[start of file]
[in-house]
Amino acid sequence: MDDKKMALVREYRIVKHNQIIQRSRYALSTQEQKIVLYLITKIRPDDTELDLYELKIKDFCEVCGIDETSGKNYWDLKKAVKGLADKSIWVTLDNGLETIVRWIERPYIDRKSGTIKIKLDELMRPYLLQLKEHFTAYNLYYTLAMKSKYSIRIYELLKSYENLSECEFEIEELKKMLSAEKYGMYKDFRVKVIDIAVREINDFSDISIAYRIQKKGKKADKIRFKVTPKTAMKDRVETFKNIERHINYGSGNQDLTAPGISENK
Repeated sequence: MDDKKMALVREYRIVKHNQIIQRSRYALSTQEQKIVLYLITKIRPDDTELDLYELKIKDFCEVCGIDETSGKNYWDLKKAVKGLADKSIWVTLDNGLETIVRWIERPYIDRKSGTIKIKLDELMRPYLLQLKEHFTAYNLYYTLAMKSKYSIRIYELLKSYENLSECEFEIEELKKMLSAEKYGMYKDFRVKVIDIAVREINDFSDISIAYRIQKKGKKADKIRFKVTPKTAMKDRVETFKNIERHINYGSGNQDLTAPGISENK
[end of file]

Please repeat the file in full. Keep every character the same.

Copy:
[in-house]
Amino acid sequence: MDDKKMALVREYRIVKHNQIIQRSRYALSTQEQKIVLYLITKIRPDDTELDLYELKIKDFCEVCGIDETSGKNYWDLKKAVKGLADKSIWVTLDNGLETIVRWIERPYIDRKSGTIKIKLDELMRPYLLQLKEHFTAYNLYYTLAMKSKYSIRIYELLKSYENLSECEFEIEELKKMLSAEKYGMYKDFRVKVIDIAVREINDFSDISIAYRIQKKGKKADKIRFKVTPKTAMKDRVETFKNIERHINYGSGNQDLTAPGISENK
Repeated sequence: MDDKKMALVREYRIVKHNQIIQRSRYALSTQEQKIVLYLITKIRPDDTELDLYELKIKDFCEVCGIDETSGKNYWDLKKAVKGLADKSIWVTLDNGLETIVRWIERPYIDRKSGTIKIKLDELMRPYLLQLKEHFTAYNLYYTLAMKSKYSIRIYELLKSYENLSECEFEIEELKKMLSAEKYGMYKDFRVKVIDIAVREINDFSDISIAYRIQKKGKKADKIRFKVTPKTAMKDRVETFKNIERHINYGSGNQDLTAPGISENK